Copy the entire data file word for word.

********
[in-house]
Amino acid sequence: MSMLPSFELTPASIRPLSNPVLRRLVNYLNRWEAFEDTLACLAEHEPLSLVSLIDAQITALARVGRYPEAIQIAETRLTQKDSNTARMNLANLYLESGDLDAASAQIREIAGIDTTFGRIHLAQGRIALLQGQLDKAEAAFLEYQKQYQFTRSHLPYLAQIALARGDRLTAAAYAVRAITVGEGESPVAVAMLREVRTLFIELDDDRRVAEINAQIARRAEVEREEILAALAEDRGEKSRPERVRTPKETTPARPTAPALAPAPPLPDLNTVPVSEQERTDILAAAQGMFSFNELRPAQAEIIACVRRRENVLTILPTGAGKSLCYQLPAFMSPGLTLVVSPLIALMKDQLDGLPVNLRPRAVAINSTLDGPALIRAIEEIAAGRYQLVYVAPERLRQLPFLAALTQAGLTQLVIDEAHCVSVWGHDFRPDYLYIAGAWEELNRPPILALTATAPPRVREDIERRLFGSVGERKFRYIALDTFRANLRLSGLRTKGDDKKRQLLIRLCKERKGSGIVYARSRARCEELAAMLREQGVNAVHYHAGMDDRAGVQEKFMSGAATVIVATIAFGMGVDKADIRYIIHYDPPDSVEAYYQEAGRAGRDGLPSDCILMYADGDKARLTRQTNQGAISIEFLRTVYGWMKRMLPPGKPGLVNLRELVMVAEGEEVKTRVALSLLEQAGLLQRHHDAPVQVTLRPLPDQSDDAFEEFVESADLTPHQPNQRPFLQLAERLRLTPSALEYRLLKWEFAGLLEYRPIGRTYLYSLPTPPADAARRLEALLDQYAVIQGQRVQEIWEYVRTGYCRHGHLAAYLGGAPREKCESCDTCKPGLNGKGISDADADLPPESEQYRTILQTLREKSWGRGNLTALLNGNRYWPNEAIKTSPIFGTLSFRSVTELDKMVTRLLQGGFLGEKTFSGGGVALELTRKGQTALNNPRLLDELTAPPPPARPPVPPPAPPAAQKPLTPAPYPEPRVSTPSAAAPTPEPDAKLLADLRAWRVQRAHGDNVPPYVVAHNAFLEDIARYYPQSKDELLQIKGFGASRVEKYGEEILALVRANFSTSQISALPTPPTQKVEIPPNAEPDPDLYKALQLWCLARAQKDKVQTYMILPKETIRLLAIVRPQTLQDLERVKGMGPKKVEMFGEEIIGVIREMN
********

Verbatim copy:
[in-house]
Amino acid sequence: MSMLPSFELTPASIRPLSNPVLRRLVNYLNRWEAFEDTLACLAEHEPLSLVSLIDAQITALARVGRYPEAIQIAETRLTQKDSNTARMNLANLYLESGDLDAASAQIREIAGIDTTFGRIHLAQGRIALLQGQLDKAEAAFLEYQKQYQFTRSHLPYLAQIALARGDRLTAAAYAVRAITVGEGESPVAVAMLREVRTLFIELDDDRRVAEINAQIARRAEVEREEILAALAEDRGEKSRPERVRTPKETTPARPTAPALAPAPPLPDLNTVPVSEQERTDILAAAQGMFSFNELRPAQAEIIACVRRRENVLTILPTGAGKSLCYQLPAFMSPGLTLVVSPLIALMKDQLDGLPVNLRPRAVAINSTLDGPALIRAIEEIAAGRYQLVYVAPERLRQLPFLAALTQAGLTQLVIDEAHCVSVWGHDFRPDYLYIAGAWEELNRPPILALTATAPPRVREDIERRLFGSVGERKFRYIALDTFRANLRLSGLRTKGDDKKRQLLIRLCKERKGSGIVYARSRARCEELAAMLREQGVNAVHYHAGMDDRAGVQEKFMSGAATVIVATIAFGMGVDKADIRYIIHYDPPDSVEAYYQEAGRAGRDGLPSDCILMYADGDKARLTRQTNQGAISIEFLRTVYGWMKRMLPPGKPGLVNLRELVMVAEGEEVKTRVALSLLEQAGLLQRHHDAPVQVTLRPLPDQSDDAFEEFVESADLTPHQPNQRPFLQLAERLRLTPSALEYRLLKWEFAGLLEYRPIGRTYLYSLPTPPADAARRLEALLDQYAVIQGQRVQEIWEYVRTGYCRHGHLAAYLGGAPREKCESCDTCKPGLNGKGISDADADLPPESEQYRTILQTLREKSWGRGNLTALLNGNRYWPNEAIKTSPIFGTLSFRSVTELDKMVTRLLQGGFLGEKTFSGGGVALELTRKGQTALNNPRLLDELTAPPPPARPPVPPPAPPAAQKPLTPAPYPEPRVSTPSAAAPTPEPDAKLLADLRAWRVQRAHGDNVPPYVVAHNAFLEDIARYYPQSKDELLQIKGFGASRVEKYGEEILALVRANFSTSQISALPTPPTQKVEIPPNAEPDPDLYKALQLWCLARAQKDKVQTYMILPKETIRLLAIVRPQTLQDLERVKGMGPKKVEMFGEEIIGVIREMN